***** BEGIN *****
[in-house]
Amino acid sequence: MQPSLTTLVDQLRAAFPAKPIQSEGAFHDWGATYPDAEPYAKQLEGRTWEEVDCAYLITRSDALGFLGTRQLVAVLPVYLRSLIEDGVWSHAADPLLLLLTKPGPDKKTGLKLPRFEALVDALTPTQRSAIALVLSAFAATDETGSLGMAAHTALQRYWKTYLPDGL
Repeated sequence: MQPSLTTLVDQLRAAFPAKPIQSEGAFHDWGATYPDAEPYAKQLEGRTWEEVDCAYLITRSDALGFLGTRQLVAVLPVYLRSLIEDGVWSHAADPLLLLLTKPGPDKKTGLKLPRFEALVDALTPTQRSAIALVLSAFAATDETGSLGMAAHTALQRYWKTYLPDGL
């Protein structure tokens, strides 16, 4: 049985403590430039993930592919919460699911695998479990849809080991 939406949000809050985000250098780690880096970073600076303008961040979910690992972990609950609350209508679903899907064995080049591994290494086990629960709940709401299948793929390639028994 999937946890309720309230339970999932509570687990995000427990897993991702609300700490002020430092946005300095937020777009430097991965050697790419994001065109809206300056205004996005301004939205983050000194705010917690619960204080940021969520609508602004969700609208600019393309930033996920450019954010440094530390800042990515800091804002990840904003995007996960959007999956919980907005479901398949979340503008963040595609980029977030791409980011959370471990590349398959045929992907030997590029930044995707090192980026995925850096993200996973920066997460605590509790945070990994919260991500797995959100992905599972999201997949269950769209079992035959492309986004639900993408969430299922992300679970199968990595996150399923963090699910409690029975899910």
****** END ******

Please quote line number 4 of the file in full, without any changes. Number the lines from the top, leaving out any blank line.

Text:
């Protein structure tokens, strides 16, 4: 049985403590430039993930592919919460699911695998479990849809080991 939406949000809050985000250098780690880096970073600076303008961040979910690992972990609950609350209508679903899907064995080049591994290494086990629960709940709401299948793929390639028994 999937946890309720309230339970999932509570687990995000427990897993991702609300700490002020430092946005300095937020777009430097991965050697790419994001065109809206300056205004996005301004939205983050000194705010917690619960204080940021969520609508602004969700609208600019393309930033996920450019954010440094530390800042990515800091804002990840904003995007996960959007999956919980907005479901398949979340503008963040595609980029977030791409980011959370471990590349398959045929992907030997590029930044995707090192980026995925850096993200996973920066997460605590509790945070990994919260991500797995959100992905599972999201997949269950769209079992035959492309986004639900993408969430299922992300679970199968990595996150399923963090699910409690029975899910």